Layer0 and Defpoints . Post 11 in series “AutoCAD Cleanup”

Layer 0 and Defpoints layers are special. These layers should not to be used to create graphic content. Layer 0 should be used only to create block definitions, Defpoints layer is used by AutoCAD to create invisible definition points for other elements. These layers behave in a special way: they cannot be deleted and fall flat into the corresponding layer of a parent file when the file containing these layers is attached or overlaid to another file.

Example: A-Plan.dwg is a construction plan with walls drawn on layer 0 and M-Plan.dwg is a piping plan with hot water pipes drawn on its layer 0. A-Plan.dwg is overlaid into M-Plan.dwg to be used as a background. You want to see/plot walls as thin lines and pipes as thick lines. However you cannot separate layer 0 of parent M-Plan.dwg .dwg and A-Plan.dwg

The Defpoints layer behaves in a similar way. On earlier versions of AutoCAD many users learned to use the Defpoints layer as storage for elements they did not wish to plot (viewports, alignment lines, sometimes XREFs and such). However starting from AutoCAD 2000, any layer can have the non-plot property, and it is a good practice to create a special layer(s) to contain those elements.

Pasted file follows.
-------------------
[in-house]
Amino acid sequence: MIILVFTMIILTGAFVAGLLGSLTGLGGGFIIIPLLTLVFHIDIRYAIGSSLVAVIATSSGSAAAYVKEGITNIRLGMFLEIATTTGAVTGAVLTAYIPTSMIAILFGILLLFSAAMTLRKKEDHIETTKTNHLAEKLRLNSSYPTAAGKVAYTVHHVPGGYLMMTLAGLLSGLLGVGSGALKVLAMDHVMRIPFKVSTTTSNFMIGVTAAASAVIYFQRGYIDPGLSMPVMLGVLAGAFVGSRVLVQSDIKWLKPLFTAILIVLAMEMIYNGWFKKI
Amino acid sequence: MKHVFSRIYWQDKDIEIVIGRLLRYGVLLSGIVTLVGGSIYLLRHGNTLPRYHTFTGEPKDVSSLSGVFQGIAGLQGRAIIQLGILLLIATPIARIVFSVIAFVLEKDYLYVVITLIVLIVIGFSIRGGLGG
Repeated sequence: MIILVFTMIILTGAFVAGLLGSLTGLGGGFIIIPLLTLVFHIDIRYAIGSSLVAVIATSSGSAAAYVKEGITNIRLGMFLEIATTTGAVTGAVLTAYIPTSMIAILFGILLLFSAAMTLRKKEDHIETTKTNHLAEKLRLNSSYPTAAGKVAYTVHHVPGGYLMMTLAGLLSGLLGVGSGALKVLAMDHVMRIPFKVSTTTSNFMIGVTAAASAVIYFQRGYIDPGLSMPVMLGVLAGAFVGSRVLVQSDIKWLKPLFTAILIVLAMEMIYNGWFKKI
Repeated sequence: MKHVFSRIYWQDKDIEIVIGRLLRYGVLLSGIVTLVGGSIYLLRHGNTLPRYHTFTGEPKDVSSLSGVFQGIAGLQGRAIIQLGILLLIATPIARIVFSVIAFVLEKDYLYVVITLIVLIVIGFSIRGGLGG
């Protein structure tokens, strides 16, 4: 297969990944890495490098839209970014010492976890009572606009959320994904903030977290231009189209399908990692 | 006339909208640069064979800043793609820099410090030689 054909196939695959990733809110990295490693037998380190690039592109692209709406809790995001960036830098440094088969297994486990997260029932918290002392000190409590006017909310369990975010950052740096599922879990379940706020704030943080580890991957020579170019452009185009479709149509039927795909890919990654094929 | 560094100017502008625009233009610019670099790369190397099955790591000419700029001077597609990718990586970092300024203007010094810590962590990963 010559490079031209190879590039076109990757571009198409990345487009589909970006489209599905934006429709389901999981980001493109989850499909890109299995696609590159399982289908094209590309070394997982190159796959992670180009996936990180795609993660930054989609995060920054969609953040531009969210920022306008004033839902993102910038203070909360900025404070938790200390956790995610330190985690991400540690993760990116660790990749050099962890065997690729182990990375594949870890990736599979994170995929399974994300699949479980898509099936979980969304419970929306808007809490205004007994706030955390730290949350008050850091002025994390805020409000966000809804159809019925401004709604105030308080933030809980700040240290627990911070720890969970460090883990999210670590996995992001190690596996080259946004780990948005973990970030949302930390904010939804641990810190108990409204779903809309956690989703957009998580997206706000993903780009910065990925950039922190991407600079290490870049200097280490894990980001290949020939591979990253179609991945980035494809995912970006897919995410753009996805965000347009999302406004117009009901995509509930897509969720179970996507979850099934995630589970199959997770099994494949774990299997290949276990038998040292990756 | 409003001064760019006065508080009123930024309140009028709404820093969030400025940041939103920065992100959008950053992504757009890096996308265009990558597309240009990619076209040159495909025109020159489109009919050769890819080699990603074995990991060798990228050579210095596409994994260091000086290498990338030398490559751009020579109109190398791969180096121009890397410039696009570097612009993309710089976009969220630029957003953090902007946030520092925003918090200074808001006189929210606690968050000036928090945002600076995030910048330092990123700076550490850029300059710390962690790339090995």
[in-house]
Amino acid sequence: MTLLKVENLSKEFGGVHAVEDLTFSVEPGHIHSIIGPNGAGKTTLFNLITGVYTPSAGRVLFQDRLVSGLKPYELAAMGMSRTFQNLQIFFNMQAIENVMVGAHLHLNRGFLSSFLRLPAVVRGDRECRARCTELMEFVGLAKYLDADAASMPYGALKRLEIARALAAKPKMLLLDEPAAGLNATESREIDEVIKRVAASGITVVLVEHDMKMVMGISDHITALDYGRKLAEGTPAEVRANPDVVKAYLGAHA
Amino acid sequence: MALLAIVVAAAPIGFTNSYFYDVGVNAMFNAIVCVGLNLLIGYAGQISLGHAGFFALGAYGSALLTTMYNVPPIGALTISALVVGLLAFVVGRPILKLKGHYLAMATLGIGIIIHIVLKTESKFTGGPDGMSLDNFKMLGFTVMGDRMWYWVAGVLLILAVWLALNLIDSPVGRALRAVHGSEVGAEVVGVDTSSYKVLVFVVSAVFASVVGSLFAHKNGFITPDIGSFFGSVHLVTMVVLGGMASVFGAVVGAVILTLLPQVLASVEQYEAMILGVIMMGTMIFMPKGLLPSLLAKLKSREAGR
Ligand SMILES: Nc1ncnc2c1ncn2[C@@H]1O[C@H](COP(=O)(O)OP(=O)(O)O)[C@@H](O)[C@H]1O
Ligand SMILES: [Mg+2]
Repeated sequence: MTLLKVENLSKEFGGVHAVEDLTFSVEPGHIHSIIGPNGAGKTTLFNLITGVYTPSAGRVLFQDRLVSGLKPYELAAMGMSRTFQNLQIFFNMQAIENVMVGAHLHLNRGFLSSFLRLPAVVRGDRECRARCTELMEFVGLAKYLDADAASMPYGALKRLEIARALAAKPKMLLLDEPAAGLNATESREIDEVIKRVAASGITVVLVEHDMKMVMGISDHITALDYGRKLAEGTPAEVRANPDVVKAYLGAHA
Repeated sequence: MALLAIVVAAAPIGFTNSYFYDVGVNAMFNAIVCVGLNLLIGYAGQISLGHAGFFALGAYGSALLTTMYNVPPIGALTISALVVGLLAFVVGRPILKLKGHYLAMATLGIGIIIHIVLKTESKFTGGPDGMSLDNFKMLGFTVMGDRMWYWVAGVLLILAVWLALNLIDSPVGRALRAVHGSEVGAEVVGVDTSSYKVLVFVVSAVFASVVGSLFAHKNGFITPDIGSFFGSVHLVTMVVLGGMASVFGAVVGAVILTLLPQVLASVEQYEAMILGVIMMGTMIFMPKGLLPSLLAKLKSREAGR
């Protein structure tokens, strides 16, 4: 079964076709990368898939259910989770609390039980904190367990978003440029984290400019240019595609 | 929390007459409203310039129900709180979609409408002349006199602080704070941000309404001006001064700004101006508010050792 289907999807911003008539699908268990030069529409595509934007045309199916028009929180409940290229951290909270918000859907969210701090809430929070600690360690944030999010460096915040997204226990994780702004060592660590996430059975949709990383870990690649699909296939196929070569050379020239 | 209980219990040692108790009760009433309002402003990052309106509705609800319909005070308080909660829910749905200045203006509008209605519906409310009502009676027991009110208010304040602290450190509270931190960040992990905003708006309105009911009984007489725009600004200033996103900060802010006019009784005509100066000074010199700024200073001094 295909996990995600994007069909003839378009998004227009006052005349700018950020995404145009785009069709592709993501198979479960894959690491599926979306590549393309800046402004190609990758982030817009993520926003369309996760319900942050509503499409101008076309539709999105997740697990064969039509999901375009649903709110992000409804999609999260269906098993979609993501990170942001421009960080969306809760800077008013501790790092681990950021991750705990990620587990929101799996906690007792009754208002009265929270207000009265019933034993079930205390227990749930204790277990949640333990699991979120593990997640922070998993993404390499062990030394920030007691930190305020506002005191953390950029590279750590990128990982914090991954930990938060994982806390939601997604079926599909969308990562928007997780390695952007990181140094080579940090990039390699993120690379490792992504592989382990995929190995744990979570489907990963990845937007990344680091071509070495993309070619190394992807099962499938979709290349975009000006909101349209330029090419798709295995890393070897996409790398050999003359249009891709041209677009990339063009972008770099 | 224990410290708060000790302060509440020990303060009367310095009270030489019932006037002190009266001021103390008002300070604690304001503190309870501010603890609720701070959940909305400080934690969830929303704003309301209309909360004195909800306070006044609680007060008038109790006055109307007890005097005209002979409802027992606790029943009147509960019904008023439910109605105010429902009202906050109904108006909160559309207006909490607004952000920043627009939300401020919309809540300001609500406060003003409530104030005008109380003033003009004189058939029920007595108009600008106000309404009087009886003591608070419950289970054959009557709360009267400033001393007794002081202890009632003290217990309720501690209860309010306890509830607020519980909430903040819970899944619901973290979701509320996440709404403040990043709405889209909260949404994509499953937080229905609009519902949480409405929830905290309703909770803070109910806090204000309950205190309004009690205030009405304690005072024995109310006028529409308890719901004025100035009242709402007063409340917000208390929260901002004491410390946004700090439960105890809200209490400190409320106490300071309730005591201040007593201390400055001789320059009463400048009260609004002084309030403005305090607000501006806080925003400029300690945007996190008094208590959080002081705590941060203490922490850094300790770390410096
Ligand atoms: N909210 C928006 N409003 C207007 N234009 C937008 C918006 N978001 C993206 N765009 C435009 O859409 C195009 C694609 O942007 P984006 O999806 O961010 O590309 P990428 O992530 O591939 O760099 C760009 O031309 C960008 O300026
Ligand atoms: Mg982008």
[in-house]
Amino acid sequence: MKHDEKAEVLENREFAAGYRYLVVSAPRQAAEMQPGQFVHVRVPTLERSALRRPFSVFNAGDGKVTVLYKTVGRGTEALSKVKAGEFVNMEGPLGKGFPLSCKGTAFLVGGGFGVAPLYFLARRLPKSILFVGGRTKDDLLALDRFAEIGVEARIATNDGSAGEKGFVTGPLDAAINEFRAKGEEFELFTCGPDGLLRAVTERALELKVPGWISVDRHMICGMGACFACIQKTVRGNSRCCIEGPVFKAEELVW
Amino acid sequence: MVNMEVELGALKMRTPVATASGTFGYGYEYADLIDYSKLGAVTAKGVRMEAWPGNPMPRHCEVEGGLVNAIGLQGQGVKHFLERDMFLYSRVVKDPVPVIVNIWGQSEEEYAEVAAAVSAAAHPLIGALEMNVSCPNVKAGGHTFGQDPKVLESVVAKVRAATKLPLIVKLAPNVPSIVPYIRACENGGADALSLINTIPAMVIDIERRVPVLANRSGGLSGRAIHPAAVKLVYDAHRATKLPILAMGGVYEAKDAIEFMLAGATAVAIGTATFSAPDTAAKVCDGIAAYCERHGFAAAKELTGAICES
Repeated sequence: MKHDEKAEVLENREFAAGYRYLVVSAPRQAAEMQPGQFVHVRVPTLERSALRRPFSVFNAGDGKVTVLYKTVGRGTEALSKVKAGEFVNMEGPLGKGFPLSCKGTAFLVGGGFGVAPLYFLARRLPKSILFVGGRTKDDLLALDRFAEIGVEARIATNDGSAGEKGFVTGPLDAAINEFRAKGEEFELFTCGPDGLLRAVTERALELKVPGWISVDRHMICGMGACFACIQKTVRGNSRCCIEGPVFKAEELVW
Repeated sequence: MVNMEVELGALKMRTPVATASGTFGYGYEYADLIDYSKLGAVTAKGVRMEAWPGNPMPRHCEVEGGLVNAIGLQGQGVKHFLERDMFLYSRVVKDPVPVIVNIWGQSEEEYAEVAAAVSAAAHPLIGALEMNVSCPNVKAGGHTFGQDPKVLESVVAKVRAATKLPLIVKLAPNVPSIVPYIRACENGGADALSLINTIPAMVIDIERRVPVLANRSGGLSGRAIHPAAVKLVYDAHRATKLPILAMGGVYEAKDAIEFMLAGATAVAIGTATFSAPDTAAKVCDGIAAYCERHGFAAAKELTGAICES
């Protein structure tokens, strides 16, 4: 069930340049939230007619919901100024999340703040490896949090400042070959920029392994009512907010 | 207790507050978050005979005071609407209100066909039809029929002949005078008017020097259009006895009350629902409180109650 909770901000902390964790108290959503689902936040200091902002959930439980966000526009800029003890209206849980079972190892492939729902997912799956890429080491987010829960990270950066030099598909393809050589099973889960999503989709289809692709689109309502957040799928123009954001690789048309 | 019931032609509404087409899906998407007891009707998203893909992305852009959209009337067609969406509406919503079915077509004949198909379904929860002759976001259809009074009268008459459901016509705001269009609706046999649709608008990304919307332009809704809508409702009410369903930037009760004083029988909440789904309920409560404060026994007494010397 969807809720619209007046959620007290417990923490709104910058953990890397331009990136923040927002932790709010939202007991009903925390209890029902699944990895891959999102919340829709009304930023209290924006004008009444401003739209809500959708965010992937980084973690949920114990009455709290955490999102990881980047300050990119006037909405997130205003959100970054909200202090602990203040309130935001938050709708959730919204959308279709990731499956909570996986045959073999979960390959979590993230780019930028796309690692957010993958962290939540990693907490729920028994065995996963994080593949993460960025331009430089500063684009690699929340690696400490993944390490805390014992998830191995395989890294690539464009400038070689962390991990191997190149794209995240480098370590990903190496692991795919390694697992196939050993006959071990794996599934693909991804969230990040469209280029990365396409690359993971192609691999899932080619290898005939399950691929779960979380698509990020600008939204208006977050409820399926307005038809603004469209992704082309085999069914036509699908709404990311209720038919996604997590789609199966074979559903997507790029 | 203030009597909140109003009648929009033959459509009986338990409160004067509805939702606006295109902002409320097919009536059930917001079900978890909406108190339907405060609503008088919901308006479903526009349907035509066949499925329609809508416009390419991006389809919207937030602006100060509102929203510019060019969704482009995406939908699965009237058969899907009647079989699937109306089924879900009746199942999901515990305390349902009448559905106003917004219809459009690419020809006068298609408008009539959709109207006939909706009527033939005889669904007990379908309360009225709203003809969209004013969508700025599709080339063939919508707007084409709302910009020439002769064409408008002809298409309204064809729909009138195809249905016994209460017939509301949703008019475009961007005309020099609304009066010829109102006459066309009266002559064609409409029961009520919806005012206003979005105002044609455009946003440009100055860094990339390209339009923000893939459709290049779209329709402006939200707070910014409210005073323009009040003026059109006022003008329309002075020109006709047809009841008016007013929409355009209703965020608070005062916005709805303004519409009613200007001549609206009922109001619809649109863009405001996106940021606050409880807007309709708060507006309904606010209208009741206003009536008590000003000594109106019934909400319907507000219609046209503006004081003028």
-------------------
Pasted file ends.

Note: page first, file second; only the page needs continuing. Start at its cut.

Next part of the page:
It is best to start with cleaning up Layer 0 and Defpoints.

I wrote a little LISP routine to move all objects from Layer 0 to a new layer “from0”. After it is loaded, you can run it by typing “from0”at the command line.

(defun c:from0 ()
 (setq ssl0 (ssget “x” ‘((8 . “0″))))
 (COMMAND “-layer” “N” “from0″ “”)
 (COMMAND “chprop” ssl0 “” “la” “from0″ “”)
 )

You can also run it on multiple files using ScriptPro

However if you have graphic elements on the Defpoins layer, or do not want to dump everything from layer 0 into one layer, you will have to do it manually.

To identify objects on these layers, you can use LAYWALK (Express Tools in earlier releases). I will not duplicate the HELP file of LAYWALK here but suffice it to say that it is the most powerful tool for diagnosing layer problems and sorting them out. It can answer two questions:

  • What layers the objects are on?
  • What objects reside on these layers?

laywalk2

Undocumented trick: you can use your mouse wheel to ZOOM while in LAYWALK. Just click on Select by element, and wheel forward to zoom in, wheel back to zoom out, double click on a wheel to zoom extents, or press and drag to pan. When done navigating, press Escape to return to LAYWALK without change. Explore right-click menu.